Another is infrastructure. There are a handful of massive projects planned for Asia but none is likely to top China’s Belt and Road Initiative, which has the potential to not only accelerate growth across the region but also upend the regional order. Armed with a war chest of more than US$1 trillion (S$1.4 trillion), China plans to boost trade by building infrastructure that connects Asia, Europe and Africa along five routes.
Other projects include a mega maritime port under construction along the Strait of Malacca and north of Singapore, and the proposed Singapore-Kuala Lumpur high-speed rail extending to northern Malaysia – linking up Thailand, Cambodia, Vietnam, Laos, and all the way to southern China.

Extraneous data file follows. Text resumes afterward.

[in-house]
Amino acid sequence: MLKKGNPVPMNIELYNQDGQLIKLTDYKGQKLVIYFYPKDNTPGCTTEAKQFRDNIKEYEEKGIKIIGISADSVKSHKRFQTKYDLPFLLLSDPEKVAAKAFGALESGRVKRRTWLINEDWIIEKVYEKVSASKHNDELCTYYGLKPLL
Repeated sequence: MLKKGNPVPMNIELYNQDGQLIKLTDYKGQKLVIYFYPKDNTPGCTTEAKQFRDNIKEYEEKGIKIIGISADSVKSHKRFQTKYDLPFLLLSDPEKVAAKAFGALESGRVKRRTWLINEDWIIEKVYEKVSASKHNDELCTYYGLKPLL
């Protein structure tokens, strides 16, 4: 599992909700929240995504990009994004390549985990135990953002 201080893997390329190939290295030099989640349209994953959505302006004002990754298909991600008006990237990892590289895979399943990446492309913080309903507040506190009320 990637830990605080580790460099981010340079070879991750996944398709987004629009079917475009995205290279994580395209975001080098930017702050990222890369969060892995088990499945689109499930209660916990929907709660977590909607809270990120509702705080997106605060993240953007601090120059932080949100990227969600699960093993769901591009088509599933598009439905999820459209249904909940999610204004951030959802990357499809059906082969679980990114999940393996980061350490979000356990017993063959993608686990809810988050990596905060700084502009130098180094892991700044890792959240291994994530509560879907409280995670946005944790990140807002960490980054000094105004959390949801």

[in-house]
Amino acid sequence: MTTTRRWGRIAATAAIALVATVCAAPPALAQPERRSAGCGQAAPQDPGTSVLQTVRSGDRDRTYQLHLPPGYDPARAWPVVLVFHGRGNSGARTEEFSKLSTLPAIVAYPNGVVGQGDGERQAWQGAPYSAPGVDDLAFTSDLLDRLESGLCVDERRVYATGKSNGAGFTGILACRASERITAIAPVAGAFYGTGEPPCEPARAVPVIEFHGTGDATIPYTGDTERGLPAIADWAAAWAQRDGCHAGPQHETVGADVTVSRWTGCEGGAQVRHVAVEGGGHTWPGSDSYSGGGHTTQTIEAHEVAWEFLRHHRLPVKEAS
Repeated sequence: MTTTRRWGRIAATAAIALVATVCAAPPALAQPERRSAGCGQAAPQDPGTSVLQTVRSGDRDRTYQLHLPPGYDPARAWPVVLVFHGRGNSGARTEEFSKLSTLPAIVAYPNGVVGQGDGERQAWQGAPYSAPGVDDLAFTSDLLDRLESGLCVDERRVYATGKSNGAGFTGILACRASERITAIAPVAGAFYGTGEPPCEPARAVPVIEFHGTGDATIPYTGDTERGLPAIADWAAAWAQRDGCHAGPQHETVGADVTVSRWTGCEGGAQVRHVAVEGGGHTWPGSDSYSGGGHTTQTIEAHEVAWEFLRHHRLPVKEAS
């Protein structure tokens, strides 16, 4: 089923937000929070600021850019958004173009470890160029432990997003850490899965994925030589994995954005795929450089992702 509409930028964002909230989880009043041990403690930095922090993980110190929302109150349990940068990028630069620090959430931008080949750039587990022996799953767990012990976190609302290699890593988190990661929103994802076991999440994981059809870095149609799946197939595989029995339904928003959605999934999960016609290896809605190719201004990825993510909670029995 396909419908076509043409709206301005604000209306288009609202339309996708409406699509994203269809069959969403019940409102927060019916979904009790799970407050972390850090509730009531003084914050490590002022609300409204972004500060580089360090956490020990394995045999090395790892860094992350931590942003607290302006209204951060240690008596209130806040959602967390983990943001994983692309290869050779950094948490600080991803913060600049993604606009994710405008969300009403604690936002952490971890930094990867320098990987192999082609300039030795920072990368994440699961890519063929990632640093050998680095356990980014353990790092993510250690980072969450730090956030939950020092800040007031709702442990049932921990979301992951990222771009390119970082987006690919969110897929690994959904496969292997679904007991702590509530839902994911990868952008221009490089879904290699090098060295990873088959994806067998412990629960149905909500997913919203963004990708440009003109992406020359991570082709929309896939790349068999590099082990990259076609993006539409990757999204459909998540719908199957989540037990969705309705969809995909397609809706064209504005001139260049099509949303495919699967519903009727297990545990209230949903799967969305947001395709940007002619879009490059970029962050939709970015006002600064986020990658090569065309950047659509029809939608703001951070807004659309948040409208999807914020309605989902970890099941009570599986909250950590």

Together with a proposed Kra Canal that would open a shorter shipping route that bypasses Singapore, there is a need to prepare for a future that may see the Lion City lose its treasured sea-hub status.
All these projects and plans will take years to build, but the push to transform Singapore’s industries and companies must start now.
TRANSFORM OR BE TRANSFORMED
This transformation will not be effective with a one-size-fits-all approach, as the impact of change is different for each industry and sector. What is needed is a targeted approach, and that is what the Government aims to do with Industry Transformation Maps (ITMs) – a $4.5 billion programme to promote growth and competitiveness in 23 industries.
The industries include construction, healthcare, food services, retail, hotels, logistics, food manufacturing and precision engineering, and they account for about 80 per cent of Singapore’s gross domestic product.